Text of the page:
“Matotokhang ba ang 1987 Constitution?”, the first of three forums under the 2018 Third World Studies Center Public Forum Series was held at the Benitez Theater of the College of Education, University of the Philippines Diliman, Quezon City on February 23, 2018.
Members of the 1986 Constitutional Commission, namely Florangel Rosario Braid, Wilfrido Villacorta, Ponciano Bennagen, and Edmundo Garcia, discussed the process and context in which the 1987 Constitution was drafted, completed and ratified at the beginning of the Corazon Aquino administration. Forum panelists also explained why they were against the Rodrigo Duterte administration’s moves to modify the nation’s Charter.
The forum was moderated by Professor Randy David.
To introduce the forum series launched in time for the commemoration of the 32nd anniversary of EDSA People Power, David said the forum “Matotokhang ba ang 1987 Constitution?” aimed to encourage discussions on the 1987 Constitution, the supreme law of the Philippines ratified soon after the downfall of the Ferdinand Marcos dictatorship. He asked if the 1987 Constitution, through Charter Change, would also be discarded, just as the victims of killings under the Duterte administration have been.
Braid explained that when the Constitutional Commission started drafting the present Charter in 1986, they were able to integrate provisions on social justice which reflected the Filipino people’s aspirations and sought to prevent the injustices they experienced during the martial rule of Marcos. While recognizing the flaws in the 1987 Constitution, Braid said she opposed Charter Change because now was not the right time for it and the people were not prepared for federalism. She also warned of the possibility of Congress deleting or diluting many provisions pertaining to human rights and social justice.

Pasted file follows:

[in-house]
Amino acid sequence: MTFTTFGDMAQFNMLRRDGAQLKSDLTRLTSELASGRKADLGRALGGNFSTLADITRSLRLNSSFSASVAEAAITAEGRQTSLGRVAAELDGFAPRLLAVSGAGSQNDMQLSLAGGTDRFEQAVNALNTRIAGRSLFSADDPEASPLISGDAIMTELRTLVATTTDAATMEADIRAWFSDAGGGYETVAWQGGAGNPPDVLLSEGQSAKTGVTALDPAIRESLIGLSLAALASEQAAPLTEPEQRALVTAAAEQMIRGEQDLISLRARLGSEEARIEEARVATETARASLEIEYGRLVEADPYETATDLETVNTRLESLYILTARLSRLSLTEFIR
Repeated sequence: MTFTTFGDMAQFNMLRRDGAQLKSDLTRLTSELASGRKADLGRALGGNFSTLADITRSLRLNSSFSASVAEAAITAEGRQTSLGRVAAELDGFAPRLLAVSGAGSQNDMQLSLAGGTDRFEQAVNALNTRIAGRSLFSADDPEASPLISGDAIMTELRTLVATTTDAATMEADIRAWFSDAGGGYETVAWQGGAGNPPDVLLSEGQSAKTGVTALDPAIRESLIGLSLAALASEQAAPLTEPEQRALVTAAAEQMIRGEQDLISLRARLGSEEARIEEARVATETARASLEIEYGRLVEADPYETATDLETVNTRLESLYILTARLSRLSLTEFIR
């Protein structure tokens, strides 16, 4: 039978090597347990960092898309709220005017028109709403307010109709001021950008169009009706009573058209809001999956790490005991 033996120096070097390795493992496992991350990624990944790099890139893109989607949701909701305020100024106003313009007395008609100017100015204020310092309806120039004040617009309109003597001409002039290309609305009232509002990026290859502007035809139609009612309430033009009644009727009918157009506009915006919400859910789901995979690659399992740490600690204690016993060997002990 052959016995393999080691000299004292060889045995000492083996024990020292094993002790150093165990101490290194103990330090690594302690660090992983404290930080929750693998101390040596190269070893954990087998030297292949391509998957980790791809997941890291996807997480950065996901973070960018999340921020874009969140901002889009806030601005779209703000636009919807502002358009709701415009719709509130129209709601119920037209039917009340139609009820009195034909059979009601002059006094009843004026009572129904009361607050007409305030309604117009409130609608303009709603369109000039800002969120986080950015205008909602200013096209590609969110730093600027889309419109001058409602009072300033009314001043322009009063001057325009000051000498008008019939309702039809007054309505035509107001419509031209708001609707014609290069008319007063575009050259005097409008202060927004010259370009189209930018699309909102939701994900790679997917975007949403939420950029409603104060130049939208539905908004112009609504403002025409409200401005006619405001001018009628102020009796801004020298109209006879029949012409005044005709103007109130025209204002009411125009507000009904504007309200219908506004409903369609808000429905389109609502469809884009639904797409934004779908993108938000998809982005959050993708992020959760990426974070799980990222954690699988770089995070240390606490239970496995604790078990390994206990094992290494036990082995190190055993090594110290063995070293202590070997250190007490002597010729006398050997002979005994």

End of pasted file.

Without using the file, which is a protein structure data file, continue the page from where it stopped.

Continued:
Villacorta said that the outcome of Charter Change could not be predicted, but he favored revisions in a Constitution suited for the 21st century, which would make the fundamental law of the land responsive to widespread poverty, corruption, political dynasties, and other social realities.
Bennagen recounted the consultative processes undertaken by the Aquino administration and the 1986 Constitutional Commission immediately after the EDSA revolt. He added that the fate of the 1987 Constitution depended on the shifting balance of forces between the Duterte administration’s pro-federalism apparatuses vis-a-vis those whom he considered to embody the spirit of People Power today.
Garcia explained that the 1987 Constitution could provide solutions to this nation’s problems. He said he opposed Charter Change or the drafting of a new constitution because the administration’s context and process, headed by people and politicians with vested interests, could not be trusted. He also called on the public to continue the heroic struggle, “with both wisdom and courage, by pushing back against the politics of hate and fear, by rediscovering a brave brand of politics, by speaking truth to power, by waging a just peace and not waging the wrong war.”
The second and third forums in this series will feature possible scenarios to be faced by the country’s judiciary and law enforcement agencies during the course of Charter Change and the shift toward a federal system of government. (Fred Dabu, UP MPRO)
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